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By , September 25, 2012 10:08 am

by Emily Smith

In June, a lot of us rushed to retrieve copies of National Federation of Independent Businesses v. Sebelius (better known as the U.S. Supreme Court’s decision on the constitutionality of “Obamacare”) for our attorneys or professors. It was a highly anticipated decision, so happily for ease of retrieval the text of the opinion was seemingly everywhere upon its release. As fall rolls around, I’m always prompted to think about what significant (or more esoteric) Supreme Court opinions we might be asked to track down for our patrons this year. As always, SCOTUSblog comes to the rescue with a cheat-sheet of the cases scheduled for argument during the October 2012 term. Because the first oral argument is just around the corner (on October 1) I took a quick peek last week. Depending on your interests you might find other cases more noteworthy, but here are some docket items that caught my eye:

  • Lovers of the Fourth Amendment (or dogs): the 2012 term finds the Court hearing argument on two cases involving the use of narcotics detection canines. The first, Florida v. Harris, will address whether a drug dog’s alert can establish probable cause to search a vehicle for contraband. A second case from the Sunshine State, Florida v. Jardines, tackles the question of whether a dog sniff at a suspected grow house is a “search” within the meaning of the Fourth Amendment.
  • Federal judges and judicial clerks (who process mountains of habeas corpus petitions filed by state prison inmates) will be interested in some of the cases on the federal writ that the Court has elected to hear this term. In particular, Johnson v. Williams will find the Court interpreting a section of the U.S. statute that gives federal courts their threshold authority to issue the writ.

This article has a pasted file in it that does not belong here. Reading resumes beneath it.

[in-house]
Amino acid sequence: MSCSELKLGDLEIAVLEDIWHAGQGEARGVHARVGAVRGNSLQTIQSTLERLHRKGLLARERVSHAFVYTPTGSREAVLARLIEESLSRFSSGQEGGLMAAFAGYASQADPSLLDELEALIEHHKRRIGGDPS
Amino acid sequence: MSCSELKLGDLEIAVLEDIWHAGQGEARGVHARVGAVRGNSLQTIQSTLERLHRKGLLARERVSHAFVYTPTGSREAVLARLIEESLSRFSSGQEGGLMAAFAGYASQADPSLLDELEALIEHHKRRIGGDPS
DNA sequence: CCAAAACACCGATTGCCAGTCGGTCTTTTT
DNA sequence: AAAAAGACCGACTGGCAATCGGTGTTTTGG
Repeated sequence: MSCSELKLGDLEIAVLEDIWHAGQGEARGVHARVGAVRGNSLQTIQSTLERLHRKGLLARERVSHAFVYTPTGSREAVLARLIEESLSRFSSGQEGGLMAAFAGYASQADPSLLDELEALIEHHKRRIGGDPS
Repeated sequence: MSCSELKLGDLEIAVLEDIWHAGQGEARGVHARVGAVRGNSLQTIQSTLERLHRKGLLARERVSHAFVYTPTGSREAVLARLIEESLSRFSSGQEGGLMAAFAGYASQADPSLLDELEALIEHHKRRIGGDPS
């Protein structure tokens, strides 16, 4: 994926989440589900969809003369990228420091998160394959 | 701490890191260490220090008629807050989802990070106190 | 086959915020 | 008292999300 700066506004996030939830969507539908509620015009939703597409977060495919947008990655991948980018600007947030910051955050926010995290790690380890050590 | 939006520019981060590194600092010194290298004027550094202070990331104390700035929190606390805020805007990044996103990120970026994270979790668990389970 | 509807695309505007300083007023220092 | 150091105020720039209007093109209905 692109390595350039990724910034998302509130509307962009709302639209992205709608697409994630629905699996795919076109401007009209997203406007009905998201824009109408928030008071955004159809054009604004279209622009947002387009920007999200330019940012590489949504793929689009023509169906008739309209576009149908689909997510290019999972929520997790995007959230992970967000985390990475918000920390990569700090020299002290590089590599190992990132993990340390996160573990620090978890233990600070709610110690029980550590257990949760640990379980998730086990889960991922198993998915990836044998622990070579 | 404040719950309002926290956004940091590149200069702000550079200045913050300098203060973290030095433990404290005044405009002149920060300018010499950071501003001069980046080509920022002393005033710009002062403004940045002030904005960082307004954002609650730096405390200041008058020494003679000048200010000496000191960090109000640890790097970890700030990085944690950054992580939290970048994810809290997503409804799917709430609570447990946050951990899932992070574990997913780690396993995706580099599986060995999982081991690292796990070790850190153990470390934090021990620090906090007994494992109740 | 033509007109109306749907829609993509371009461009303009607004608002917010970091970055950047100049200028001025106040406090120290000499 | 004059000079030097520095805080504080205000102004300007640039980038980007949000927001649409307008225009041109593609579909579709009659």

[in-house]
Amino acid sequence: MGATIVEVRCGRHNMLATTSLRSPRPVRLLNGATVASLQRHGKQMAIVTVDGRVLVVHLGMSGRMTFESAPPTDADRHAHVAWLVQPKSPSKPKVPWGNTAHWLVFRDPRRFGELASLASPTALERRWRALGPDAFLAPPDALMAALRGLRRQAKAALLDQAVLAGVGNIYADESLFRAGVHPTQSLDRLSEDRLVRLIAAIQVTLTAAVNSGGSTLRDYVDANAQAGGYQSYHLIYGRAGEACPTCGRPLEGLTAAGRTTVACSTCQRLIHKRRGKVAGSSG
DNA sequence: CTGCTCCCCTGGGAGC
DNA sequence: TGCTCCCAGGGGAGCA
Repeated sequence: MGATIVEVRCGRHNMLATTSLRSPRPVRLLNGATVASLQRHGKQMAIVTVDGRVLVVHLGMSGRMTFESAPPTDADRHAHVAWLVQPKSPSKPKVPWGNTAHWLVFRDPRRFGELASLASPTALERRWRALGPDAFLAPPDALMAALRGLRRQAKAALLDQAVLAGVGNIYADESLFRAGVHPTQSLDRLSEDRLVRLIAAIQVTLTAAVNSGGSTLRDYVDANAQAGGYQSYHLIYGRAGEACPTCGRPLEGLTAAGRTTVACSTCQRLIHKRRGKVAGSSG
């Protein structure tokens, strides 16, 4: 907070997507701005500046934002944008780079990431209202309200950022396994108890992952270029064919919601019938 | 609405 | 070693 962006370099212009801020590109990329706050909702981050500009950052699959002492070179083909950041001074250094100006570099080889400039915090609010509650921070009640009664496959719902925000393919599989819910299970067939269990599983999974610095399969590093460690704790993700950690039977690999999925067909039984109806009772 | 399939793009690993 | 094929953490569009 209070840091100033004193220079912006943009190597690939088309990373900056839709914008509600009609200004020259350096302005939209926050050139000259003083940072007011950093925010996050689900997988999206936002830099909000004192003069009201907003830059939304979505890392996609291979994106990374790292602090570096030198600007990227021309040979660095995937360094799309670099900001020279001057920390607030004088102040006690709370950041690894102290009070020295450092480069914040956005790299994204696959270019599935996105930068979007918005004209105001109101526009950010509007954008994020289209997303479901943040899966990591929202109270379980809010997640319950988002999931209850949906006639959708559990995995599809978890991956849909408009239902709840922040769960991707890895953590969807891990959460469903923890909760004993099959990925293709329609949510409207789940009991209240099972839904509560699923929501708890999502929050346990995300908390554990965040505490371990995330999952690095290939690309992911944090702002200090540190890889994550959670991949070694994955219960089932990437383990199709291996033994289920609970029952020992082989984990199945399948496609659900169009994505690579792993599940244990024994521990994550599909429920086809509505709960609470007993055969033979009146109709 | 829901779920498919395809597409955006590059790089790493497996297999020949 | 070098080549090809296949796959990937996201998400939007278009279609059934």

• In May, Supreme Court commentator Linda Greenhouse predicted that the 2012 Supreme Court term would be about race. Her prediction was prompted (in part) by the Court’s grant of cert in Fisher v. University of Texas, which involves a challenge to the school’s use of race in making undergraduate admission decisions. Although it’s only been nine years since the Court last addressed the issue, the Justices are apparently poised to revisit it.

Finally, I know there are Court watchers out there (myself included) who thought our free time better spent enjoying a real Seattle summer than catching up on the minutiae of the Court’s last term – let alone looking ahead to the next. If you find yourself in that group, the University of Washington’s Gallagher Blogs recently recommended the Federal Judicial Center’s 90-minute video overview of the Court’s 2011-12 term. (The panel includes law prof Erwin Chemerinsky, whose one-volume treatise on federal jurisdiction is a veritable bible for many law clerks – and incidentally is a great resource to recommend to any law firm associate who needs to brush up on her federal court procedure.)

Oyez, oyez – let the term begin!

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